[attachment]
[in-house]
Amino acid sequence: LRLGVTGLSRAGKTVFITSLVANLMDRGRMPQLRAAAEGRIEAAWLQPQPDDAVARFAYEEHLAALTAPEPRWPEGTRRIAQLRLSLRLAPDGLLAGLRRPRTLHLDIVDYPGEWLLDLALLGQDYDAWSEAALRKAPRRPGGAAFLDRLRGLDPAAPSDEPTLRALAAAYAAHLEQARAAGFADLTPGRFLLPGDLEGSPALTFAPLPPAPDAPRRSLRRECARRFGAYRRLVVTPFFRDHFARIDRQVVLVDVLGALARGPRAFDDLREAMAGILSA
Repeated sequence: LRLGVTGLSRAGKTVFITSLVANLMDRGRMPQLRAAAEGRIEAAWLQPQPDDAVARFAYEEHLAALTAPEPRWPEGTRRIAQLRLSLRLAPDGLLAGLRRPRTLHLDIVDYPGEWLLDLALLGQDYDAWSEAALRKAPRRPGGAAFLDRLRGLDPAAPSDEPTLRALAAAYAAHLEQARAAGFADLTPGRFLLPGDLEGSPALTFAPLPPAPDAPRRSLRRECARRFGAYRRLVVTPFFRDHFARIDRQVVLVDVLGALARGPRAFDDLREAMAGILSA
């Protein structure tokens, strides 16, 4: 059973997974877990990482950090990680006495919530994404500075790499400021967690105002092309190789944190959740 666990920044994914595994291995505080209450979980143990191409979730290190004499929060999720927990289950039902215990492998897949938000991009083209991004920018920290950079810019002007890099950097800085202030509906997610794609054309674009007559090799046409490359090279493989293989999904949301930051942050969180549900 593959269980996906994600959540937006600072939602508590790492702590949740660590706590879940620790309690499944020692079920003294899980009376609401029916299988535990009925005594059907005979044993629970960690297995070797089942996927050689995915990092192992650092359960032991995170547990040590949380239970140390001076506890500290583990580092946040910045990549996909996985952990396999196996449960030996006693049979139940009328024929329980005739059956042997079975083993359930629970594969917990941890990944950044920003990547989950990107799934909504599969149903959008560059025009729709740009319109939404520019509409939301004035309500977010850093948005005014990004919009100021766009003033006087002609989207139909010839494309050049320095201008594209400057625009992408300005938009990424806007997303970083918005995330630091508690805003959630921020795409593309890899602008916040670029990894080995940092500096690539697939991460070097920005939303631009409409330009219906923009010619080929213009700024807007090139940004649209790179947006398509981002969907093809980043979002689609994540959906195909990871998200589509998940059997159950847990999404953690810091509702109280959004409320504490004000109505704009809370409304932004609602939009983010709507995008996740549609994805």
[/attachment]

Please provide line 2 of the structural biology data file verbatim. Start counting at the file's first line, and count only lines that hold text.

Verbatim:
Amino acid sequence: LRLGVTGLSRAGKTVFITSLVANLMDRGRMPQLRAAAEGRIEAAWLQPQPDDAVARFAYEEHLAALTAPEPRWPEGTRRIAQLRLSLRLAPDGLLAGLRRPRTLHLDIVDYPGEWLLDLALLGQDYDAWSEAALRKAPRRPGGAAFLDRLRGLDPAAPSDEPTLRALAAAYAAHLEQARAAGFADLTPGRFLLPGDLEGSPALTFAPLPPAPDAPRRSLRRECARRFGAYRRLVVTPFFRDHFARIDRQVVLVDVLGALARGPRAFDDLREAMAGILSA